It’s All About the Style — Writing Well

Style or sub­stance, which one is more important?

While our last Friday post dealt with the process of writing—how to stim­u­late those word juices flow­ing in your head—this post looks at the style of those words. Now style is a very per­son­al thing, and it is entire­ly like­ly that your style will change based on what you are writ­ing. For exam­ple this chat­ty style that is suit­able for a blog post would be ter­ri­bly inap­pro­pri­ate in an aca­d­e­m­ic paper. However, there are still some aspects of style that have broad­er appli­ca­tions, and these should be examined.

Aspects of style have already popped up a cou­ple of times in the var­i­ous com­ments on this series, with some peo­ple lov­ing and oth­ers dis­lik­ing my style (no-one hates me yet). To some degree the style on this blog is part of my nat­ur­al writ­ing out­put, and the tech­ni­cal­i­ty that creeps in reflects some of my back­ground. Nevertheless, there are many foibles to my writ­ing style, and this sen­tence is but one florid exam­ple of this. Personally I have a ten­den­cy to over-use adjec­tives, and make my sen­tences over­ly com­plex, while also intro­duc­ing tech­ni­cal jar­gon in the mid­dle of a thought process. While a lot of this I have picked up from the read­ing I have done in my fields, they are still poor habits to be in. I am cer­tain­ly not be the best writer. In fact with many oth­ers I decry ‘I am no Hemingway,’ and I cer­tain­ly have a lot to learn. But here are my top five tips—really the top things I need to work on too—for think­ing about your style and writ­ing well.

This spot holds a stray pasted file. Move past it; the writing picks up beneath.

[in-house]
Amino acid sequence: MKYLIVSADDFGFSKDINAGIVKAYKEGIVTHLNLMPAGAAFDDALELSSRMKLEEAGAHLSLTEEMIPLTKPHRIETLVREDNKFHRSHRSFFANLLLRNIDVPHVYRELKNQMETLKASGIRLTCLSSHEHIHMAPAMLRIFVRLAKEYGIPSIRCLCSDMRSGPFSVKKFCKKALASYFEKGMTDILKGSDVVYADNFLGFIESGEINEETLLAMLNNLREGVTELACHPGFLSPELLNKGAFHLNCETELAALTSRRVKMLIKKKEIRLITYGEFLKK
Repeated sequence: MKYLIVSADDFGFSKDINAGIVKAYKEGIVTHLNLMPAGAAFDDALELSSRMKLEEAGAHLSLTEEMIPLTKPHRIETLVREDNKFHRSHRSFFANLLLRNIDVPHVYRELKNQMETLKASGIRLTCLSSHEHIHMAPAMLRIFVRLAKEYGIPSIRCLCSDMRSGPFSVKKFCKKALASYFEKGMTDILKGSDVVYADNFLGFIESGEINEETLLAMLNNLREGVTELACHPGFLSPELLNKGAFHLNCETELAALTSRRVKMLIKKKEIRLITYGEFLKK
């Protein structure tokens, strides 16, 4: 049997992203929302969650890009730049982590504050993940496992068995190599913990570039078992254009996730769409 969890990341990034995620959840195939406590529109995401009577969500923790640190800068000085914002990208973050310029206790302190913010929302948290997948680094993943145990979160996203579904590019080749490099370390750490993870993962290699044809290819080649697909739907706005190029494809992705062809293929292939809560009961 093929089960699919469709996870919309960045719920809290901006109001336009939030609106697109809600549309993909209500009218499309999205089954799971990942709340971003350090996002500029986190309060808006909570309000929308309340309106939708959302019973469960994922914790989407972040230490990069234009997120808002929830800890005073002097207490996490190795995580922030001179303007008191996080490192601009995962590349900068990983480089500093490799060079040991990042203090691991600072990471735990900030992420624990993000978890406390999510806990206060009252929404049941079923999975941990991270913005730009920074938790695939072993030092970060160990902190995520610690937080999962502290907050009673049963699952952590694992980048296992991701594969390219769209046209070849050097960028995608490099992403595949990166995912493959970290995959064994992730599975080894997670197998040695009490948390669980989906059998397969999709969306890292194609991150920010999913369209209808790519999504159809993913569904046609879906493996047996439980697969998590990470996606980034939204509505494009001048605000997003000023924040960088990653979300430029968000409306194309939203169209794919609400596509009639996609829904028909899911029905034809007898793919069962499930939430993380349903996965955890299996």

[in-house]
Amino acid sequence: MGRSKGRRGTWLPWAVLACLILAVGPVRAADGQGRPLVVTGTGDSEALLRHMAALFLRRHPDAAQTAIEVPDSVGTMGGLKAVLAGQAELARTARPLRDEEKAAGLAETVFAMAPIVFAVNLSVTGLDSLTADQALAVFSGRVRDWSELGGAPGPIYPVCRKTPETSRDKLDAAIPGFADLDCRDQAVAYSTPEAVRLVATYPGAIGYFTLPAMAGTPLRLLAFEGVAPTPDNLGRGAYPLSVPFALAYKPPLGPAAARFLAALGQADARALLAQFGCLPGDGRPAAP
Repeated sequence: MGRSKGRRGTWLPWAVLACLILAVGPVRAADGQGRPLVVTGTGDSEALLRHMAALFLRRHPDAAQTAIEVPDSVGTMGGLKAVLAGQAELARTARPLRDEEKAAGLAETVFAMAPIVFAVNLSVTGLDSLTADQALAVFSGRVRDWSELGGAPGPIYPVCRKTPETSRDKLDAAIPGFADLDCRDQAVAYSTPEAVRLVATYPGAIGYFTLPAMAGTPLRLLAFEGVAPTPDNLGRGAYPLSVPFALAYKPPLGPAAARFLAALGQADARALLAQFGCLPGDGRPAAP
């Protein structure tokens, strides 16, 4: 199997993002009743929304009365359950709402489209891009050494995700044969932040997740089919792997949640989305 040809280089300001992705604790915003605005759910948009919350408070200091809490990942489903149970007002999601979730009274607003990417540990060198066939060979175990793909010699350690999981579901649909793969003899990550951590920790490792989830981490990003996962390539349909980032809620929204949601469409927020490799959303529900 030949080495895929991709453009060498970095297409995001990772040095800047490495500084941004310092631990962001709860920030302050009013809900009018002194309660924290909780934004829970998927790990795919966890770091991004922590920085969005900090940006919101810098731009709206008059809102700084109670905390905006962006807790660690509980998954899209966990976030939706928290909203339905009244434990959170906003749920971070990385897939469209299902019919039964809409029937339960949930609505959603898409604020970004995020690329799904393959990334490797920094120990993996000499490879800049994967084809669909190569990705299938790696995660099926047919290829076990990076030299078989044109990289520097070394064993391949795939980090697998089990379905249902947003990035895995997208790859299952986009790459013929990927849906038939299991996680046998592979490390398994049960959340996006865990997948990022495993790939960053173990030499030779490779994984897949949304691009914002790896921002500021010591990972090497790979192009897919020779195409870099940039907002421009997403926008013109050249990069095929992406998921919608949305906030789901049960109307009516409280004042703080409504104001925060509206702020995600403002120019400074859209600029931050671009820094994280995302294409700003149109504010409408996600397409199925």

1. Style is Personal

formal-writingThis one is rel­a­tive­ly obvi­ous, your style is your own. It is use­less slav­ish­ly copy­ing some­one else’s writ­ing, as it will appear forced and unnat­ur­al. Getting com­fort­able with your own writ­ing style is essen­tial. However, don’t use this as an excuse for slop­py writ­ing. While your style may have par­tic­u­lar nuances, and engage with cer­tain audi­ences effec­tive­ly, it should still be intel­li­gi­ble to a wider range. For exam­ple one of my bad habits is to cre­ate run-on sen­tences, join­ing ideas togeth­er in, what for me is, a log­i­cal man­ner. But these sen­tences actu­al­ly make my work hard­er to read, hard­er to digest, and hard­er to under­stand. Similarly my digres­sions into tech­ni­cal lan­guage rarely make my writ­ing more intel­li­gi­ble. Simply because cer­tain jar­gon is used in a spe­cif­ic field doesn’t mean it is ideal.

One of the ways you can shake up your style is to sim­ply write in a dif­fer­ent genre. While for an aca­d­e­m­ic paper it may be accept­able to use ’this author’ or ‘this paper’, to use such for­mal­i­ty on a blog makes it hard to read and you look exces­sive­ly for­mal. You need to find your writ­ing style, but don’t etch it in stone, it can always be improved.

2. Edit… a lot

In his very use­ful book On Writing Well, William Zinnser expounds the virtues of editing:

Examine every word you put on paper. You’ll find a sur­pris­ing num­ber that don’t serve any purpose.’


Clutter is the dis­ease of … writ­ing. We are a soci­ety stran­gling in unnec­es­sary words, cir­cu­lar con­struc­tions, pompous frills and mean­ing­less jargon.’